Rand Machine Purchases ALCOA Building In Randolph
RANDOLPH – In an effort to accommodate their company’s ever-expanding business, Herman C. Ruhlman Jr. and sons, Jason and Chad, purchased the former Alcoa Closure Systems International building at auction in July.
The Ruhlman family who jointly own Rand Machine Products Inc. in Falconer, and the Spartan Tool & Die facility in Sinclairville, invested in the 93,000-square-foot building in Randolph to increase their company’s much-needed manufacturing space.
The building appealed to Ruhlman and his sons because of its close proximity to their main plant in Falconer, and the site also had the features needed by Rand Machine’s business including higher bays, ample space and several cranes, and it was already set up for the same type of industry.
Founded in 1949, Ruhlman purchased Rand Machine Products in 1980. The precision machine shop now services the aerospace, defense, transportation, medical, industrial, furniture, oil and gas, and energy industries.
President and CEO Herman Ruhlman said although Rand Machine builds some specialized machinery, most of the company’s products fall under the title of “custom contract manufacturing service.”
Ruhlman noted that the timing of the auction couldn’t have been better because Rand was outgrowing its space and was seeking an additional facility. As luck would have it, the Ruhlman family put in their bid and nobody overbid them.
“I was familiar with the building because I had gone through it on tours and other times. During the last 35 years, we were a major parts supplier for Borden’s and ALCOA CSI, but I had no idea that I would ever own the building,” he laughed.
The Randolph acquisition has a long industrial history. Borden’s Condensed Milk Company originally built the facility as a condensory to process raw milk, in 1907. Afterward, the plant became a tin shop and machine shop, also owned by Borden’s. Later it was a Borden/Alcoa can testing plant.
According to Ruhlman, Rand has increased its employees from 45 in 2000, to the current 135. The company has grown a lot in the last few years – in fact, so fast it is running out of room. He explained that as his business grows, so does the need for raw materials, mostly steel, which takes up a lot of space.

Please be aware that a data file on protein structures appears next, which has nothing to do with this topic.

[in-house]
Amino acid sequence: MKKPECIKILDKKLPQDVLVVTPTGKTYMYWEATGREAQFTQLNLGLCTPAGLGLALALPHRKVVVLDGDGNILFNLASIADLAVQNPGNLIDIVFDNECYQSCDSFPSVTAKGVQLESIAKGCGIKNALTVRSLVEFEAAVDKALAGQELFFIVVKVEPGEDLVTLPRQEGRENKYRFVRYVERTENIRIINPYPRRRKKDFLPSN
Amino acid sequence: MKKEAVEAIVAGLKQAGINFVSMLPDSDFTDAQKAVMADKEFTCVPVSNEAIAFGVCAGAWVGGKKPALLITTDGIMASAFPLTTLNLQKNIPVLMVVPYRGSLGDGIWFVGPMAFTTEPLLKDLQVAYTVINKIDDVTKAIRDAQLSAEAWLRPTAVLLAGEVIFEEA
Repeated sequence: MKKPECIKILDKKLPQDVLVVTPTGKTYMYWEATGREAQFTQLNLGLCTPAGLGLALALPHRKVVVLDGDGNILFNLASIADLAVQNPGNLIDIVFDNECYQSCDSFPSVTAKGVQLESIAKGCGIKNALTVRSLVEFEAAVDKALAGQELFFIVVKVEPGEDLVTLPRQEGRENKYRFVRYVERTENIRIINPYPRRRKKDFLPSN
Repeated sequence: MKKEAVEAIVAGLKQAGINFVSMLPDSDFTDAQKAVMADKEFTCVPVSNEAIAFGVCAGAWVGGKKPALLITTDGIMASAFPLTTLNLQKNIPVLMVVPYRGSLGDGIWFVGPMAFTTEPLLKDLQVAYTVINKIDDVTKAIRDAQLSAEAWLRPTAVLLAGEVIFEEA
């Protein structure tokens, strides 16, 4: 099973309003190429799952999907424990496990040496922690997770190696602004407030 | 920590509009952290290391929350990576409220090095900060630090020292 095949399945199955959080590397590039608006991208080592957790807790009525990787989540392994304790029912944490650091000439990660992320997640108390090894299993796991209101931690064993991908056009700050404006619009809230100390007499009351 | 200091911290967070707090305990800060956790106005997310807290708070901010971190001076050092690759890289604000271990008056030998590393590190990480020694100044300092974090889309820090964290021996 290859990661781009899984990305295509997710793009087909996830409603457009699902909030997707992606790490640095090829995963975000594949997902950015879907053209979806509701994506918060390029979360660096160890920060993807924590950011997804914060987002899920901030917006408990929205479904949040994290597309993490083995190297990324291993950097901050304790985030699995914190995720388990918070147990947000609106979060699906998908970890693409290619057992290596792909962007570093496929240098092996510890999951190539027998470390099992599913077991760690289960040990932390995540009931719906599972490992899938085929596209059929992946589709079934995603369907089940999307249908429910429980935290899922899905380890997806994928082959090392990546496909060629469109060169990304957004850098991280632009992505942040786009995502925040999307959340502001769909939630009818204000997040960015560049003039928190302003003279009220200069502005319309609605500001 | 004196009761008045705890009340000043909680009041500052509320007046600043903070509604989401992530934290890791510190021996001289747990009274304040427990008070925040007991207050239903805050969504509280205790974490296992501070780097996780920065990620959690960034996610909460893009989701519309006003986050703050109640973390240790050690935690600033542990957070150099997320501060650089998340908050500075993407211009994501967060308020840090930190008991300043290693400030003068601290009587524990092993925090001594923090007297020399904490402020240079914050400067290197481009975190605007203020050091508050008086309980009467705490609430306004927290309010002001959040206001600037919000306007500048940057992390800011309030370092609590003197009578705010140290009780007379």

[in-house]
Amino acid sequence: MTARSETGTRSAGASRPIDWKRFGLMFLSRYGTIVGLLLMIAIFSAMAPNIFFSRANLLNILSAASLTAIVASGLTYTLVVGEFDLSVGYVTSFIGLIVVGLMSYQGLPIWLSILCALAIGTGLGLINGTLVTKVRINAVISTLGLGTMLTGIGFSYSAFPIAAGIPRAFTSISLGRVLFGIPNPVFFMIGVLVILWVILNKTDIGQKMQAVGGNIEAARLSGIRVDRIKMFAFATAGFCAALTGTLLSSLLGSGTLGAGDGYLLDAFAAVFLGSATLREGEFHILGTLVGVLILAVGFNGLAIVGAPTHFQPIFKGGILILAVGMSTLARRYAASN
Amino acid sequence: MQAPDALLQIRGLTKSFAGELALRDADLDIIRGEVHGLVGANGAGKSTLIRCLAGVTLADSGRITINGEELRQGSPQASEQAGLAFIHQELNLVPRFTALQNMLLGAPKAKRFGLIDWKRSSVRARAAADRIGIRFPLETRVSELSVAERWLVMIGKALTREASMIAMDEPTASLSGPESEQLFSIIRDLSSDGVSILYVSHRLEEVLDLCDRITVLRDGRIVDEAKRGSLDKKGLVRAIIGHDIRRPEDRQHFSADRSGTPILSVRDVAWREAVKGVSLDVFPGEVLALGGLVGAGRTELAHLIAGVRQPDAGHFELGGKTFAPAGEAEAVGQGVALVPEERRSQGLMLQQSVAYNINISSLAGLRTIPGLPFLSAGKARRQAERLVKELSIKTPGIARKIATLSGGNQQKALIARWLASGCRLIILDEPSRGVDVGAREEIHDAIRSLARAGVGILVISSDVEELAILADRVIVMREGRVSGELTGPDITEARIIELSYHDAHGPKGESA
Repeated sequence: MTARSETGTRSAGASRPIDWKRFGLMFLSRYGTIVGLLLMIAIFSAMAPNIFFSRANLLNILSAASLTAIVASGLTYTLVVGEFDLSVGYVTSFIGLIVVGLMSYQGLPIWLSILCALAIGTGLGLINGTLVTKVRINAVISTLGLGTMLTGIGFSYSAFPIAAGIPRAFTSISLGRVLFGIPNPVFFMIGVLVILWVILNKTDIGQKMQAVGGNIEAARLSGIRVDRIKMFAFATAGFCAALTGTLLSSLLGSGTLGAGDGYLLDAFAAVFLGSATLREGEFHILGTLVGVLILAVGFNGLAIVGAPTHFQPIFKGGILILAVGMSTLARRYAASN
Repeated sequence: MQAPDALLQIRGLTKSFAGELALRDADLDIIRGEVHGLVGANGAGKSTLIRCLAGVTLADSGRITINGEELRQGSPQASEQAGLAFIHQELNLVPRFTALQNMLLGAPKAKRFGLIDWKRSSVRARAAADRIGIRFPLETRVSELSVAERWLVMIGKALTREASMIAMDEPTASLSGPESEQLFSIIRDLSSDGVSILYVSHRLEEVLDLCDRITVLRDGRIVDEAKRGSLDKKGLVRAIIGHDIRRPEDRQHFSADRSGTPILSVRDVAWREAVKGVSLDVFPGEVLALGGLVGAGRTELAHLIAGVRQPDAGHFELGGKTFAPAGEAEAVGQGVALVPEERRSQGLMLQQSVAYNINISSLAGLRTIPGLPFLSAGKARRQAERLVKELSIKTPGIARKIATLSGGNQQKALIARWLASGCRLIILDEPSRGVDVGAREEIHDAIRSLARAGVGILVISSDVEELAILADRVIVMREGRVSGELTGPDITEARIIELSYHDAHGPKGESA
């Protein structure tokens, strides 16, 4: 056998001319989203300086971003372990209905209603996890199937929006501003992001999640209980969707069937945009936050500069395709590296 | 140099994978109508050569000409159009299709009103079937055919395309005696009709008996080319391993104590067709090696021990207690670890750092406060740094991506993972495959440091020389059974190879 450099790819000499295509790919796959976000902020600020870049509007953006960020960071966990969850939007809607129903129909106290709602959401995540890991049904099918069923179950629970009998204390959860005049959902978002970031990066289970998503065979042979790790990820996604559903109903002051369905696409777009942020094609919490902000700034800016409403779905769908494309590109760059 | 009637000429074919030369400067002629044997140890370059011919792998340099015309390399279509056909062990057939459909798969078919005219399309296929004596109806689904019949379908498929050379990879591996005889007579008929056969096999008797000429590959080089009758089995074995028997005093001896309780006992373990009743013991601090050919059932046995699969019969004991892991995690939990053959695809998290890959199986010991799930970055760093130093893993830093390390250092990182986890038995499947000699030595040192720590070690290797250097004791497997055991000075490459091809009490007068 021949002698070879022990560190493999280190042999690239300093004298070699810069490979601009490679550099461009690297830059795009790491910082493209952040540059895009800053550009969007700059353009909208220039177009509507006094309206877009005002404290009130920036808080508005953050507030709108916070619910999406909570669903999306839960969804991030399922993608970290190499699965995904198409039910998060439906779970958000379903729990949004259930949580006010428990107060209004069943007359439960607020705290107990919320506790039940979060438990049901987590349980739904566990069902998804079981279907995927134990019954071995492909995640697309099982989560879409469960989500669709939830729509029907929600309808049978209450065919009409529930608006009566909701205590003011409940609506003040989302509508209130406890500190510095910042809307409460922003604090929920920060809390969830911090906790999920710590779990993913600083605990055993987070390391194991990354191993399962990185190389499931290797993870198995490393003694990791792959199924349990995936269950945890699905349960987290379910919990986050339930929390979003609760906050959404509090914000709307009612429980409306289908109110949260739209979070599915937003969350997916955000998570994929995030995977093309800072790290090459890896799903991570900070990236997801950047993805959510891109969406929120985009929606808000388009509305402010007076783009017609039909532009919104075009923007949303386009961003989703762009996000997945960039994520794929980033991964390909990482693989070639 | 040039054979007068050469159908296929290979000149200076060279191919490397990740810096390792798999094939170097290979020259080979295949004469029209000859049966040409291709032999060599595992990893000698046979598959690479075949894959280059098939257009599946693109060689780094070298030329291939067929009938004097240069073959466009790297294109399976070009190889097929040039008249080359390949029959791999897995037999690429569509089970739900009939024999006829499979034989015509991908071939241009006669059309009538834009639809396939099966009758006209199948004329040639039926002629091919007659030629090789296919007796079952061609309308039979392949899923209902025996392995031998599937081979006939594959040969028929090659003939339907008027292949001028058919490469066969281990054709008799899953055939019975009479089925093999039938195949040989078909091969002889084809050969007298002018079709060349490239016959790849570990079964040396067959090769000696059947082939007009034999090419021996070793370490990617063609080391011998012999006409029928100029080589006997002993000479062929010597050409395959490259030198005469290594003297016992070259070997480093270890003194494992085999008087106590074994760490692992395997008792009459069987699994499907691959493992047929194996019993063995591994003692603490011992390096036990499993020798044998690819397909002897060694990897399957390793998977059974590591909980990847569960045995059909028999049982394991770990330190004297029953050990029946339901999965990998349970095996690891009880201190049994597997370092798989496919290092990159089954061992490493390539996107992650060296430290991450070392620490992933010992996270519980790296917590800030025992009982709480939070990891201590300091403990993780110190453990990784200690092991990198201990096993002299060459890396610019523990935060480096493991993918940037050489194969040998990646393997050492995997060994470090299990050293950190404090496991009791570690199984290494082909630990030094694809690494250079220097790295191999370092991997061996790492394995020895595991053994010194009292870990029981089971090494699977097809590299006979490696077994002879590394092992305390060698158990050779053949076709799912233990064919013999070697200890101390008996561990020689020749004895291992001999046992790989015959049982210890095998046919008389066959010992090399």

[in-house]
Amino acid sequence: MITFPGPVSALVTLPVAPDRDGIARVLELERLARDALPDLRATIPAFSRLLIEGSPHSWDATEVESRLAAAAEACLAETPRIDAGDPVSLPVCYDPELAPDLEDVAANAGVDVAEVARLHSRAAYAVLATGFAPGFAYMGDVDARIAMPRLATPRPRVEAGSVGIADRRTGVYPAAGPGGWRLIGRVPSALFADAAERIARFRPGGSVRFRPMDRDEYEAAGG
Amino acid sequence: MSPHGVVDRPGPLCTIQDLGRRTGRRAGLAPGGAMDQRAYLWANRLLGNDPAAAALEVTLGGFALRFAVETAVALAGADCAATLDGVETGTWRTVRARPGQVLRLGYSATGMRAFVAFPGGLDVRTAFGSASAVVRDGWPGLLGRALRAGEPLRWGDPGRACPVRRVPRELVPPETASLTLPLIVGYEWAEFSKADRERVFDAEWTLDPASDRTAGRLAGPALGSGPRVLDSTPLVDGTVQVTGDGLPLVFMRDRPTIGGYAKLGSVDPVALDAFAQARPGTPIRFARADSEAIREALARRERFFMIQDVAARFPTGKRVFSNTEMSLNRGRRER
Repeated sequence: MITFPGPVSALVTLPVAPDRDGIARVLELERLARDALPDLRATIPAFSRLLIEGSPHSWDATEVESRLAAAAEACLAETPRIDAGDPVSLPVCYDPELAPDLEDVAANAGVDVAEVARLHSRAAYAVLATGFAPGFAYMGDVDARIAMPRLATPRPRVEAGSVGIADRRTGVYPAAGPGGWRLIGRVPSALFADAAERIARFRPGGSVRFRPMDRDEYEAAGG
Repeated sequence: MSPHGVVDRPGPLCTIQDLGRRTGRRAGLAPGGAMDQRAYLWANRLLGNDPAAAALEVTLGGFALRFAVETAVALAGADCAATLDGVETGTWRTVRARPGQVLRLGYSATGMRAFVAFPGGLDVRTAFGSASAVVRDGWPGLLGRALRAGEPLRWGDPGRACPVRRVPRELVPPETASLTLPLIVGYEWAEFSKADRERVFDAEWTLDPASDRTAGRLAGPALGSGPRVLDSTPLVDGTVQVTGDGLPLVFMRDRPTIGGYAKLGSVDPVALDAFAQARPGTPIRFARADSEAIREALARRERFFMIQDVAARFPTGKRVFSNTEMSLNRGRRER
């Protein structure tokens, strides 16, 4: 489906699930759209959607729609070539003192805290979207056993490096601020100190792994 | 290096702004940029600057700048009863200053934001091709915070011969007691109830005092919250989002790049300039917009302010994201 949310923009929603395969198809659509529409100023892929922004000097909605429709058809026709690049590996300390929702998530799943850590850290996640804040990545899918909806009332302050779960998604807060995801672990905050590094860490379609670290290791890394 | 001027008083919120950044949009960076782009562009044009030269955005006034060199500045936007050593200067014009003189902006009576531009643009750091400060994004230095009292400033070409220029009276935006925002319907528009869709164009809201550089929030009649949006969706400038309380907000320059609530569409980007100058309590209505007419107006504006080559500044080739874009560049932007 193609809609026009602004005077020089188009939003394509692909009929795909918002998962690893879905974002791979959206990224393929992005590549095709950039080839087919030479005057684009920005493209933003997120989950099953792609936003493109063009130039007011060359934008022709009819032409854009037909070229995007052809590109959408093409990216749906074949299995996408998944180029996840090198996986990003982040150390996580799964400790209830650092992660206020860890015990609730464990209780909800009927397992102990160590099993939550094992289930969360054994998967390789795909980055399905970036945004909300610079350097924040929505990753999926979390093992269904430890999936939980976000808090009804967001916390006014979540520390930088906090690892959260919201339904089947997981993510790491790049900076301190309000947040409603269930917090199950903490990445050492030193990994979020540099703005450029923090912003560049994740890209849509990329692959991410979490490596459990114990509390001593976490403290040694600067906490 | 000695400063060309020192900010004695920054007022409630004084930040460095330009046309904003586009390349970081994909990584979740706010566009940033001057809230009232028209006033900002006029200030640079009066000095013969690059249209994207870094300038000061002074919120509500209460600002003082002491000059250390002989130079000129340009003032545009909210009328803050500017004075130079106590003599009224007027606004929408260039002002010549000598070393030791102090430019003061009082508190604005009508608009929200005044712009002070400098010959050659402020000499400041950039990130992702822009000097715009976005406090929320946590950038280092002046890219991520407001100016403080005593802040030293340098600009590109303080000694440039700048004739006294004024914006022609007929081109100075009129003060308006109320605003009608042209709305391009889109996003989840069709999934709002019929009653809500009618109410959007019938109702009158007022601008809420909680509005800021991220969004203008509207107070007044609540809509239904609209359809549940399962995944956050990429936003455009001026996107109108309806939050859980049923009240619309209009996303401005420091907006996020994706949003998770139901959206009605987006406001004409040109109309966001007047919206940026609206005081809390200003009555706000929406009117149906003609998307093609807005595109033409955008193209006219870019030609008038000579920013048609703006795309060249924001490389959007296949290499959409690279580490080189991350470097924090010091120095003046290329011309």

Ruhlman said two customers, in particular, have put demands on Rand because of the company’s high-quality workmanship. He said the customers want more parts and they want them quickly, but the space at the Falconer facility has been a bit constricting.
To keep up with the demand, the company put on a $4.6 million expansion last October to support a $2 million CNC mill-turn center and CMM machine (for quality control) at the main plant and they’ve already run out of room. He said the mill-turn center alone is 40 feet long and 15 feet wide by 15 feet high. Two 10-ton cranes are used to handle the parts going into the machine. He added that the CMM machine is also very large and can measure a part that is 20 feet long, 6 feet wide and 5 feet tall.
“We manufacture all kinds of products ranging from shock absorbers for railroad cars to components for natural gas pipelines,” he said. “We do a lot of railroad work, including fuel filters for locomotives, and we’re getting into a new product that’ll be oil filters for locomotives.”
According to Ruhlman, the fuel filters weigh nearly 400 pounds and they measure 4 feet long by 2 feet wide and 3 feet high. The oil filters, which they’re supposed to start production on by the first of the year, will measure approximately 5 feet long and 2 feet in diameter. He commented that they’ve built only a couple of prototypes so far, and the company is experimenting with them.
Ruhlman said the work they do involves some rather bulky materials. A lot of the tubing is 20 feet long and up to 14 inches in diameter, which takes up a massive amount of space in their building. The Randolph facility will allow Rand to move some of their stored inventory from the Falconer site.
“Receiving a truckload of material and getting it to a saw for cutting is difficult because we don’t have enough cranes and the 14 foot ceiling isn’t high enough in either building at the main plant,” he said. “The tall bay at the Randolph building has a ceiling of about 20 feet and it also has two 10-ton cranes which will allow us to unload a tractor trailer very easily, so that’s a plus for us.”
Ruhlman said the paperwork was completed on Aug. 15 and they have recently closed on the sale. Once they have possession of the building, they’ll begin moving in September and start planning what they’re going to move in.
“Initially, there’ll be some sawing operations going on,” he explained. “We’ll unload a 20 foot long pieces of tubing, which will be cut into short pieces and stored in wire baskets. Then we’ll bring the tubing back to our Falconer site to be machined.”
According to Ruhlman, there will be both storage and some manufacturing at the Randolph facility. The initial production will involve sawing and weld fabrication. He said they anticipate installing other machinery at the Randolph site, in the future, which will most likely be lathes and milling machines.
Initial plans include approximately six to eight employees at the plant, who are current personnel and will most likely be transferred to the Randolph plant, but Ruhlman said that hasn’t been decided for certain.
For more information, visit the company’s website at randmachine.com.